When the body is injured, a complex series of events takes place in the blood to stop any bleeding that occurs. Through the interaction of coagulation proteins, blood vessels and platelets, a stable clot is produced. The process continues after blood vessels heal and the blood clot is dissolved.Blood Vessels Constrict. Blood vessels react quickly to injuries. As soon as bleeding starts, blood vessels constrict, slowing the flow of blood through the vessels and minimizing blood loss. Exposed tissue interacts with blood coagulation proteins, signaling the start of the coagulation process. This happens within seconds of the injury.

Platelets are tiny cells that congregate around ruptures in blood vessels to provide the backbone of a clot. The platelets essentially form a temporary ‘plug’ to stop bleeding. Active platelets also stimulate the activation of other coagulation proteins.

Coagulation Factors. Blood Clotting: Normal vs. Bleeding DisorderWhile the platelets form the temporary plug, other blood proteins congregate on the damaged blood vessels to reinforce the clot. Over twenty different proteins are required for the full coagulation process. Two of these proteins, factor VIII and factor IX, are especially important: they are part of the process that stimulates production of factor X, and eventually the blood protein thrombin, the essential final step in blood clotting.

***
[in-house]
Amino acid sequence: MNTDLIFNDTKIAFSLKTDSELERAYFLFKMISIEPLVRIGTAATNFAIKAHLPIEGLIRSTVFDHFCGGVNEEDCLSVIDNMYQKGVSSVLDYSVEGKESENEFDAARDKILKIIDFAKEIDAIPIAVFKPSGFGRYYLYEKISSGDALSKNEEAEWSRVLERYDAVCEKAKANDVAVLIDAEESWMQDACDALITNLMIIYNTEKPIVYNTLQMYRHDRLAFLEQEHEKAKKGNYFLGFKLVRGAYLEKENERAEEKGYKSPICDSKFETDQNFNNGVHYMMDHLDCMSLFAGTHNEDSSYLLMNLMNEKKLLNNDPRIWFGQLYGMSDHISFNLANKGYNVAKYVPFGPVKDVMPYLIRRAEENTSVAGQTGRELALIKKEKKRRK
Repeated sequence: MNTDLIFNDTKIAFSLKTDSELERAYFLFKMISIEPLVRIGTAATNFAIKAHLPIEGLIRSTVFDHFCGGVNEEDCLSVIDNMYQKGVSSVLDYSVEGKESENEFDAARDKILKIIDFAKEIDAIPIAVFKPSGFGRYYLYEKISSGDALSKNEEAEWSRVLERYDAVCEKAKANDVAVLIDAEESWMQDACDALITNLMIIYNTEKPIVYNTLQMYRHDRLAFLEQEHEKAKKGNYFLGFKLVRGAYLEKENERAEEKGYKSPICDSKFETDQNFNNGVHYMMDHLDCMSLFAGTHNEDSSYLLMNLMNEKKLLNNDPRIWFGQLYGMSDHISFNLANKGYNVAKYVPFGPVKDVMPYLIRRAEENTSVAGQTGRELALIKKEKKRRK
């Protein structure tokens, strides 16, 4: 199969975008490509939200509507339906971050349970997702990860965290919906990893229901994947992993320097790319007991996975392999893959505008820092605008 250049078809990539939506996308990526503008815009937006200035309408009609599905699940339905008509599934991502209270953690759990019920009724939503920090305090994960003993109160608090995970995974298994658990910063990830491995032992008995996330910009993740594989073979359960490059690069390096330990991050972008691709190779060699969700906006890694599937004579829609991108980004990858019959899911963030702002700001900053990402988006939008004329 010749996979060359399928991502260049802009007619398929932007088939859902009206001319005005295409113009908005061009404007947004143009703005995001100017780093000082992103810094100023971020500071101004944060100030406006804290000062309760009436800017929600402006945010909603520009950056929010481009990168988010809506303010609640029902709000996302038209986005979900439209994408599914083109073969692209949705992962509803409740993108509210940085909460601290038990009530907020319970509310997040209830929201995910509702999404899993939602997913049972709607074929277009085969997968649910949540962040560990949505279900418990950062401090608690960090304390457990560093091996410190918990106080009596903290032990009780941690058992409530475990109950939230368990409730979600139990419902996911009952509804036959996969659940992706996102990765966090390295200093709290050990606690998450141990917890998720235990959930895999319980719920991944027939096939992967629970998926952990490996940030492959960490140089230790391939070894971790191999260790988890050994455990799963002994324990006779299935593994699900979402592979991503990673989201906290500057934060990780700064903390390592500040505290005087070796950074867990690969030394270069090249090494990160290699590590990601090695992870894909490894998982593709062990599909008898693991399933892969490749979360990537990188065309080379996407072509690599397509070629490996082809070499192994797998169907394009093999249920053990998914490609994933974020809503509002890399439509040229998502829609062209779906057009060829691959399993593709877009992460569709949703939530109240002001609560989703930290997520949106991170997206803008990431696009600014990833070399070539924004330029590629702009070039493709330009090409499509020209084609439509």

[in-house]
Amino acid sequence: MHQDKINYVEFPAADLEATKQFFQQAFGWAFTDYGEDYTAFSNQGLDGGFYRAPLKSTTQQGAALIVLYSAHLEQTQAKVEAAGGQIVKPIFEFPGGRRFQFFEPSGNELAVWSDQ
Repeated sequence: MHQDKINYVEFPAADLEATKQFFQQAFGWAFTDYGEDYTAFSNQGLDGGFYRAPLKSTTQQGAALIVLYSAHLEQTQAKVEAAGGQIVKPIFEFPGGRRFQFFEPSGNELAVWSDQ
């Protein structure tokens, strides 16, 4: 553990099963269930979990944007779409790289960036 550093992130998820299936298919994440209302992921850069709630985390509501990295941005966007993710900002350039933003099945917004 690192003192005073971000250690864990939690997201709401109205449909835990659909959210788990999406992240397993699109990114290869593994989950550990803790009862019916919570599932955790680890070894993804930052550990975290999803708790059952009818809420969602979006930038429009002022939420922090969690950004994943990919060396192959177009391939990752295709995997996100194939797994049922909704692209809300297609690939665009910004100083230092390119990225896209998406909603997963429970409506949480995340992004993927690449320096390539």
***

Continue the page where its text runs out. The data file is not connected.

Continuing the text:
Low levels of factor VIII and factor IX slow the coagulation process. Hemophilia, which is characterized by slow coagulation and extended bleeding, is caused by low levels of one of these two blood factors.

Thrombrin and Fibrin. The interaction of the different blood factors and platelets eventually produces prothrombin (factor II), which continues to develop into a protein called thrombin (factor IIa). Thrombin is activated on the surface of platelets, and transforms a protein called fibrinogen into fibrin.

Fibrin surrounds the platelet plug, creating a fibrin mesh. The fibrin mesh is stronger and more stable than the temporary platelet plug. Over the next few days the fibrin mesh, or blood clot, strengthens even more, protecting the blood vessels from further damage or blood loss.

After the injury heals, the body has to remove the fibrin clot. A protein called plasmin is formed that dissolves fibrin, and the blood clot is slowly removed.
Thrombin and Emphysema. Left unchecked, thrombin has the potential to generate dangerous levels of clot-forming fibrin. In order to control thrombin levels, the body produces four different thrombin inhibitors. One of these is called alpha-1 antitrypsin. The lack or mutation of alpha-1 antitrypsin not only affects thrombin activity, but has also been linked to the development of emphysema.

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